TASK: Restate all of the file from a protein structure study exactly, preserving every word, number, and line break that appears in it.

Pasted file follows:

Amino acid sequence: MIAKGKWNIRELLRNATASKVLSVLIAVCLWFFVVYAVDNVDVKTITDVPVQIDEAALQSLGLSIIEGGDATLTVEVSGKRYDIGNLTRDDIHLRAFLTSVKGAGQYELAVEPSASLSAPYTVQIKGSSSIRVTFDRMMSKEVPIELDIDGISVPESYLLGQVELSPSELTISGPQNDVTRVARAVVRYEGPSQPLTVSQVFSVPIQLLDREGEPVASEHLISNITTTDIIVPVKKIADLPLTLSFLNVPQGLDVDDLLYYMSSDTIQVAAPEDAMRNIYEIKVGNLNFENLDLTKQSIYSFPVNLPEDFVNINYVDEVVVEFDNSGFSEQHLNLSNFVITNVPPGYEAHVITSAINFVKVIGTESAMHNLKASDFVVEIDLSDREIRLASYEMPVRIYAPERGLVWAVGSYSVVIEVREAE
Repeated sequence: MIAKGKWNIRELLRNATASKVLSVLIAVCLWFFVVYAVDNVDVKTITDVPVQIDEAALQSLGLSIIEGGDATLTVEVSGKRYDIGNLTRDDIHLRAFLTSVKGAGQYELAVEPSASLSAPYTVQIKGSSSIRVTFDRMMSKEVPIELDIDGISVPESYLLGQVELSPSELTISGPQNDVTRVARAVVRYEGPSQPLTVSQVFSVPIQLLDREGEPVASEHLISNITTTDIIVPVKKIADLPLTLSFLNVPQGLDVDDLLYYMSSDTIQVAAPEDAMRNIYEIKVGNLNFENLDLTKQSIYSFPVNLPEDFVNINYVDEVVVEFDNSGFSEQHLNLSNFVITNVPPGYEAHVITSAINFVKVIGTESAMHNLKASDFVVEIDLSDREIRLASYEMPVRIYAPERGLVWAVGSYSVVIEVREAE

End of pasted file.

Amino acid sequence: MIAKGKWNIRELLRNATASKVLSVLIAVCLWFFVVYAVDNVDVKTITDVPVQIDEAALQSLGLSIIEGGDATLTVEVSGKRYDIGNLTRDDIHLRAFLTSVKGAGQYELAVEPSASLSAPYTVQIKGSSSIRVTFDRMMSKEVPIELDIDGISVPESYLLGQVELSPSELTISGPQNDVTRVARAVVRYEGPSQPLTVSQVFSVPIQLLDREGEPVASEHLISNITTTDIIVPVKKIADLPLTLSFLNVPQGLDVDDLLYYMSSDTIQVAAPEDAMRNIYEIKVGNLNFENLDLTKQSIYSFPVNLPEDFVNINYVDEVVVEFDNSGFSEQHLNLSNFVITNVPPGYEAHVITSAINFVKVIGTESAMHNLKASDFVVEIDLSDREIRLASYEMPVRIYAPERGLVWAVGSYSVVIEVREAE
Repeated sequence: MIAKGKWNIRELLRNATASKVLSVLIAVCLWFFVVYAVDNVDVKTITDVPVQIDEAALQSLGLSIIEGGDATLTVEVSGKRYDIGNLTRDDIHLRAFLTSVKGAGQYELAVEPSASLSAPYTVQIKGSSSIRVTFDRMMSKEVPIELDIDGISVPESYLLGQVELSPSELTISGPQNDVTRVARAVVRYEGPSQPLTVSQVFSVPIQLLDREGEPVASEHLISNITTTDIIVPVKKIADLPLTLSFLNVPQGLDVDDLLYYMSSDTIQVAAPEDAMRNIYEIKVGNLNFENLDLTKQSIYSFPVNLPEDFVNINYVDEVVVEFDNSGFSEQHLNLSNFVITNVPPGYEAHVITSAINFVKVIGTESAMHNLKASDFVVEIDLSDREIRLASYEMPVRIYAPERGLVWAVGSYSVVIEVREAE